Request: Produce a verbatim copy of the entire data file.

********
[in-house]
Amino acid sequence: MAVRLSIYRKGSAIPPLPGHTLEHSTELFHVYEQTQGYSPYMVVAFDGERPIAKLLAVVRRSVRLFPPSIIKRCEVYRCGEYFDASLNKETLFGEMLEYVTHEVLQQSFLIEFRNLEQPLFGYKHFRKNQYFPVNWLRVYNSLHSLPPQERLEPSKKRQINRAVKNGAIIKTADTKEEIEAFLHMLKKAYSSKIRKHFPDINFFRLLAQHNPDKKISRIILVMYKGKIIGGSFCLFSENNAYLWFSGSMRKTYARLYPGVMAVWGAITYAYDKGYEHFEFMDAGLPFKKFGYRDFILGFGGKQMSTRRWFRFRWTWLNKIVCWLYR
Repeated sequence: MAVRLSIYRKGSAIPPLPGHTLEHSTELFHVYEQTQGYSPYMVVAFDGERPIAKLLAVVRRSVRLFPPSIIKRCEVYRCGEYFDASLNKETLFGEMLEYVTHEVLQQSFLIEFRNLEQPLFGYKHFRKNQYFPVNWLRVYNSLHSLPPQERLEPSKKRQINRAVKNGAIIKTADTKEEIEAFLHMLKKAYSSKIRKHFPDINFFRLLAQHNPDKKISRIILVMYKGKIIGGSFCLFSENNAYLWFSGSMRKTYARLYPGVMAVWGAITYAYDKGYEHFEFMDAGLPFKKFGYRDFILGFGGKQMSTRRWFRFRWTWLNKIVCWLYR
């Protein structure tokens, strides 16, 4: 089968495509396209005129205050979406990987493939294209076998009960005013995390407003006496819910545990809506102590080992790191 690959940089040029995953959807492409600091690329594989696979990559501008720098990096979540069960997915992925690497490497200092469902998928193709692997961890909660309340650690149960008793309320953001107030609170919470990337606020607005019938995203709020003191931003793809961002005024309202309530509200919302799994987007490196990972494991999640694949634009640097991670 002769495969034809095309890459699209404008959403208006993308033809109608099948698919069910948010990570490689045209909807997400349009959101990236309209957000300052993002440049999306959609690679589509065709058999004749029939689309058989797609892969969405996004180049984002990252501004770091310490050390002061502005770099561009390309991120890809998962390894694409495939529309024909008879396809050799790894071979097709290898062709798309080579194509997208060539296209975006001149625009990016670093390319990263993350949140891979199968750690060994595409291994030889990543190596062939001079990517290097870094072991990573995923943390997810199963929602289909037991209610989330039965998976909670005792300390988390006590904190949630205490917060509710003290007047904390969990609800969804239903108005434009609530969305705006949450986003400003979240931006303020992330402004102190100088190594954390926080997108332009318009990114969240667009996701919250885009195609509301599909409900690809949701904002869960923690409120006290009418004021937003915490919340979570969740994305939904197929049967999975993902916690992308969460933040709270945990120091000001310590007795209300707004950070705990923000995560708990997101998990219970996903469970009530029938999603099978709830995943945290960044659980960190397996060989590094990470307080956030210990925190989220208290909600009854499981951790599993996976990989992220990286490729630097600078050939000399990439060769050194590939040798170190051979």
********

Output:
[in-house]
Amino acid sequence: MAVRLSIYRKGSAIPPLPGHTLEHSTELFHVYEQTQGYSPYMVVAFDGERPIAKLLAVVRRSVRLFPPSIIKRCEVYRCGEYFDASLNKETLFGEMLEYVTHEVLQQSFLIEFRNLEQPLFGYKHFRKNQYFPVNWLRVYNSLHSLPPQERLEPSKKRQINRAVKNGAIIKTADTKEEIEAFLHMLKKAYSSKIRKHFPDINFFRLLAQHNPDKKISRIILVMYKGKIIGGSFCLFSENNAYLWFSGSMRKTYARLYPGVMAVWGAITYAYDKGYEHFEFMDAGLPFKKFGYRDFILGFGGKQMSTRRWFRFRWTWLNKIVCWLYR
Repeated sequence: MAVRLSIYRKGSAIPPLPGHTLEHSTELFHVYEQTQGYSPYMVVAFDGERPIAKLLAVVRRSVRLFPPSIIKRCEVYRCGEYFDASLNKETLFGEMLEYVTHEVLQQSFLIEFRNLEQPLFGYKHFRKNQYFPVNWLRVYNSLHSLPPQERLEPSKKRQINRAVKNGAIIKTADTKEEIEAFLHMLKKAYSSKIRKHFPDINFFRLLAQHNPDKKISRIILVMYKGKIIGGSFCLFSENNAYLWFSGSMRKTYARLYPGVMAVWGAITYAYDKGYEHFEFMDAGLPFKKFGYRDFILGFGGKQMSTRRWFRFRWTWLNKIVCWLYR
């Protein structure tokens, strides 16, 4: 089968495509396209005129205050979406990987493939294209076998009960005013995390407003006496819910545990809506102590080992790191 690959940089040029995953959807492409600091690329594989696979990559501008720098990096979540069960997915992925690497490497200092469902998928193709692997961890909660309340650690149960008793309320953001107030609170919470990337606020607005019938995203709020003191931003793809961002005024309202309530509200919302799994987007490196990972494991999640694949634009640097991670 002769495969034809095309890459699209404008959403208006993308033809109608099948698919069910948010990570490689045209909807997400349009959101990236309209957000300052993002440049999306959609690679589509065709058999004749029939689309058989797609892969969405996004180049984002990252501004770091310490050390002061502005770099561009390309991120890809998962390894694409495939529309024909008879396809050799790894071979097709290898062709798309080579194509997208060539296209975006001149625009990016670093390319990263993350949140891979199968750690060994595409291994030889990543190596062939001079990517290097870094072991990573995923943390997810199963929602289909037991209610989330039965998976909670005792300390988390006590904190949630205490917060509710003290007047904390969990609800969804239903108005434009609530969305705006949450986003400003979240931006303020992330402004102190100088190594954390926080997108332009318009990114969240667009996701919250885009195609509301599909409900690809949701904002869960923690409120006290009418004021937003915490919340979570969740994305939904197929049967999975993902916690992308969460933040709270945990120091000001310590007795209300707004950070705990923000995560708990997101998990219970996903469970009530029938999603099978709830995943945290960044659980960190397996060989590094990470307080956030210990925190989220208290909600009854499981951790599993996976990989992220990286490729630097600078050939000399990439060769050194590939040798170190051979």